56:   0f 05                   syscall ; Exit with return code 0
  58:   727073 6c7777646c6c77 (data)

Outputs 'w' for win, 'l' for lose, and 'd' for draw.

Example run:

$ ./rps
r
sw

User picked rock and computer picked scissors. User wins.

| improve this answer | |
New contributor
miner0828 is a new contributor to this site. Take care in asking for clarification, commenting, and answering. Check out our Code of Conduct.
\$\endgroup\$
  • 1
    \$\begingroup\$ Welcome to the site, nice first answer! \$\endgroup\$ – Redwolf Programs Nov 22 at 0:52
2
\$\begingroup\$

K, 67

{-1'f:x,*1?"rps";$[f in b:("pr";"rs";"sp");"W";f in|:'b;"L";"D"]}

Prints W,L,D for win/lose/draw.

Ungolfed:

rps:{[x]
    res:x,*1?"rps";        // join user input to random selection of r,p,s
    -1'f;                  // print the user input and the program selection to stdout
    wins:("pr";"rs";"sp"); // the universe of winning combinations
    losses:|:'wins;        // reverse each win to the get losses

    $[f in wins;    
        "win";
    f in losses;
        "lose";
    "draw"]
    }

Or in Q, which is more readable:

rps:{[x]
    res:x,rand["rps"];        // join user input to random selection of r,p,s
    -1 each f;                // print the user input and the program selection to stdout
    wins:("pr";"rs";"sp");    // the universe of winning combinations
    losses:reverse each wins; // reverse each win to the get losses

    $[f in wins;    
        "win";
    f in losses;
        "lose";
    "draw"]
    }

Sample Run:

k){-1'f:x,*1?"rps";$[f in b:("pr";"rs";"sp");"W";f in|:'b;"L";"D"]}"r"
r
s
"W"
k){-1'f:x,*1?"rps";$[f in b:("pr";"rs";"sp");"W";f in|:'b;"L";"D"]}"s"
s
s
"D"
k){-1'f:x,*1?"rps";$[f in b:("pr";"rs";"sp");"W";f in|:'b;"L";"D"]}"p"
p
s
"L"
| improve this answer | |
\$\endgroup\$
2
\$\begingroup\$

Javascript, 117 characters

Here's a data-driven approach to the problem. This can probably be optimized by generating the win/lose/draw data instead of mapping it manually, but it's a start :)

Golfed:

alert((r=[{v:"r",r:d="D",p:w="W",s:l="L"},{v:"p",r:l,p:d,s:w},{v:"s",r:w,p:l,s:d}][Math.random()*3|0]).v+r[prompt()])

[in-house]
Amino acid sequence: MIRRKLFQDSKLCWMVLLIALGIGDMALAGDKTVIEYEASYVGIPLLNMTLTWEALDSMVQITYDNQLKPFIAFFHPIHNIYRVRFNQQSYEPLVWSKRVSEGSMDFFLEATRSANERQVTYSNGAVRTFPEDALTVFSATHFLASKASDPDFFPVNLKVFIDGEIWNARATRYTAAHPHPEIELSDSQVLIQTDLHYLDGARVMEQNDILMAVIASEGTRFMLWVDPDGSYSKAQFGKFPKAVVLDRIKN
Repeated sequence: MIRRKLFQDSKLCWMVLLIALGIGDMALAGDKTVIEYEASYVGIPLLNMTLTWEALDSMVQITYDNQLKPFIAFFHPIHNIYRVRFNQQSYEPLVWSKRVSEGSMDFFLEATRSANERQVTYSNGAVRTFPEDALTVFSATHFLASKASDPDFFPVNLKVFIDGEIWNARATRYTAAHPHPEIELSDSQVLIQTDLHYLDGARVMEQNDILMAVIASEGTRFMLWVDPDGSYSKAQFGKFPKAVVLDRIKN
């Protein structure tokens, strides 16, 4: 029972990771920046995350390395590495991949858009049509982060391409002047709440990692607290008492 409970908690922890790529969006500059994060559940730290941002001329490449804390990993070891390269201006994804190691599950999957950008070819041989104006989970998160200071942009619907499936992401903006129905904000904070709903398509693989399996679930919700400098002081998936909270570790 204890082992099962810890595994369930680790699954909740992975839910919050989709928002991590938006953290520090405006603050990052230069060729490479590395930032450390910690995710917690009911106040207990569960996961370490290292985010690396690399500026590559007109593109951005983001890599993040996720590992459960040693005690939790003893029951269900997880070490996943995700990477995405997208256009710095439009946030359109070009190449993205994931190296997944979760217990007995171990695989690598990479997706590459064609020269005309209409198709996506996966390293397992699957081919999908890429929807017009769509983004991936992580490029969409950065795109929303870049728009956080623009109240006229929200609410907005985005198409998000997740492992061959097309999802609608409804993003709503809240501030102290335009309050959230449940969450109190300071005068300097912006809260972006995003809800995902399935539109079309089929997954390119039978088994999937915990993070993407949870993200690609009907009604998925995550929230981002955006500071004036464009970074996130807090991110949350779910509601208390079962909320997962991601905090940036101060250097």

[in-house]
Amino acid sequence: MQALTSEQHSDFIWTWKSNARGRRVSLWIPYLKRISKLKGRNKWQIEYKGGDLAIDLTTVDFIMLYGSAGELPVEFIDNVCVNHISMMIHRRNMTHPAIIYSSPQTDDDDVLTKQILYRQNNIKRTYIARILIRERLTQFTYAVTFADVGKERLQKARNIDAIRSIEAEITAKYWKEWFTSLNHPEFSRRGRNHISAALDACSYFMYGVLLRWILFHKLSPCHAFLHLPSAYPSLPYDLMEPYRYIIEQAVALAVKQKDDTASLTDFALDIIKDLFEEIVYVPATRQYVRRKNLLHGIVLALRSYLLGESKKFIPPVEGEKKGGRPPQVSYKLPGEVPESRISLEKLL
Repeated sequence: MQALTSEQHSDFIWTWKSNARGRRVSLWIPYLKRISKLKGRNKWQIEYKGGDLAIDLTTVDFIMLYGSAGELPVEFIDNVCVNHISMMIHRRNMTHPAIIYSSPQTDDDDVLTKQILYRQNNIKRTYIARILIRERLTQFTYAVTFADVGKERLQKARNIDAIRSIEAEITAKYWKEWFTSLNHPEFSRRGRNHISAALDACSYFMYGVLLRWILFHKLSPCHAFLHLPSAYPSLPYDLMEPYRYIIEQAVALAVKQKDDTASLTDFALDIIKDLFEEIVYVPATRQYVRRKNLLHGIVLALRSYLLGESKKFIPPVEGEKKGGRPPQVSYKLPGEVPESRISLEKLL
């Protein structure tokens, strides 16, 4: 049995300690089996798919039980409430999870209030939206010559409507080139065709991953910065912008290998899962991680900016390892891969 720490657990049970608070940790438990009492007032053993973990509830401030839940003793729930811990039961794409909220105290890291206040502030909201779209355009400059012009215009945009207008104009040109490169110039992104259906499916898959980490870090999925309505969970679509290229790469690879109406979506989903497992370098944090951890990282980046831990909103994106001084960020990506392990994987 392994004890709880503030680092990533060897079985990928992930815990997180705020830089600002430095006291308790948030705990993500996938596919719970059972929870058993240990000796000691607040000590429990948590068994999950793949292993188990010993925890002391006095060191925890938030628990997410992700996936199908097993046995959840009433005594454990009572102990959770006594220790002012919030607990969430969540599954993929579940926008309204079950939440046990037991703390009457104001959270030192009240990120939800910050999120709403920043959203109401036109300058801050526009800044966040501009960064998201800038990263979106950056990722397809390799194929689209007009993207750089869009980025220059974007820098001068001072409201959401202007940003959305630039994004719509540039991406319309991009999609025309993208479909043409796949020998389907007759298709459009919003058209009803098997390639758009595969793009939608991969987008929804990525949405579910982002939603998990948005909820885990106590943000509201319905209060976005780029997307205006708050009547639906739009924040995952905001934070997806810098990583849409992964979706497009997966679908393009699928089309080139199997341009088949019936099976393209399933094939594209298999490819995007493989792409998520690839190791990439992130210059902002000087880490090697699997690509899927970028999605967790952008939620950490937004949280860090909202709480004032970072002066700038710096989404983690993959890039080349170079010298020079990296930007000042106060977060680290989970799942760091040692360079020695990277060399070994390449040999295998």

Ungolfed:

//Output the result to the user
alert(
    (
        //Store the random computer outcome data
        randomRPSData =
            //Create the data for if the computer chooses r, p, or s
            [
                {
                    value: "r",
                    r: (d = "Draw"),
                    p: (w = "Win"),
                    s: (l = "Lose")},
                {
                    value: "p",
                    r: l,
                    p: d,
                    s: w},
                {
                    value: "s",
                    r: w,
                    p: l,
                    s: d}
            ]
            //Have the computer pick a random variable
            [Math.random() * 3 | 0]

    //Output the value the computer chose
    ).value

    //Output whether the user won or not
    + r[prompt()]
);

Finally, here's a fiddle with both.

| improve this answer | |
\$\endgroup\$
2
\$\begingroup\$

Python 3, 55 bytes

q={*'rps'}.pop()
print(q,'rrppssrpsr'.count(q+input()))

Try it online!

With the release of Python 3.3 came default hash randomization. As such, we can use the set.pop method to get a random character from the string 'rps'.

The program appends the input character to the randomly generated character and counts how often the combination appears in the string 'rrppssrpsr'.

Outputs 0 for program win, 1 for tie and 2 for player win.

| improve this answer | |
\$\endgroup\$
1
\$\begingroup\$

Javascript: 256

golfed:

i=prompt(),a=['p','r','s'];a=a[Math.floor(Math.random()*(3-1+1))+1];if(i==a){alert('d');}else if(i=='p'){if(a=='s'){alert('l');}else{alert('w');}}else if(i=='r'){if(a=='s'){alert('w');}else{alert('l');}}else if(i=='s'){if(a=='r'){alert('l');}else{alert('w')}}

ungolfed:

i=prompt(),a=['p','r','s'];
a=a[Math.floor(Math.random()*(3-1+1))+1];
if(i==a){
    alert('d');
}
else if(i=='p'){
    if(a=='s'){
        alert('l');
    }else{alert('w');}
}else if(i=='r'){
    if(a=='s'){
        alert('w');
    }else{alert('l');}
}else if(i=='s'){
    if(a=='r'){
        alert('l');
    }else{alert('w')}
} 
| improve this answer | |
\$\endgroup\$
1
\$\begingroup\$

Clojure:

(def r 0) (def s 1) (def p 2)
(def object-name #(get {'p "Paper", 's "Scissors", 'r "Rock"} %))
(def result-name #(get {\d "Draw", \w "Win", \l "Lose"} %))
(defn computer-choice [] (nth ['r 's 'p] (int (rand 3))))
(defn game [a b] (get "dwlldwwld" (+ (* 3 a) b) ))
(defn print-game [user comp result] (print (format
  "User: %s\nComputer: %s\nResult: %s\n" 
  (object-name user) (object-name comp) (result-name result))))
(println "Enter 'p', 's' or 'r' and press return")
(let [comp (computer-choice),  user (read)]  (print-game user comp (game (eval user) (eval comp))))

Mini version (129 code characters):

java -jar clojure.jar -e \
"(def r 0)(def s 1)(def p 2)(let[u(read),c(nth['r 's 'p](int(rand 3)))](print c)(print (get \"dwlldwwld\"(+(* 3(eval u))(eval c)))))"
| improve this answer | |
\$\endgroup\$
1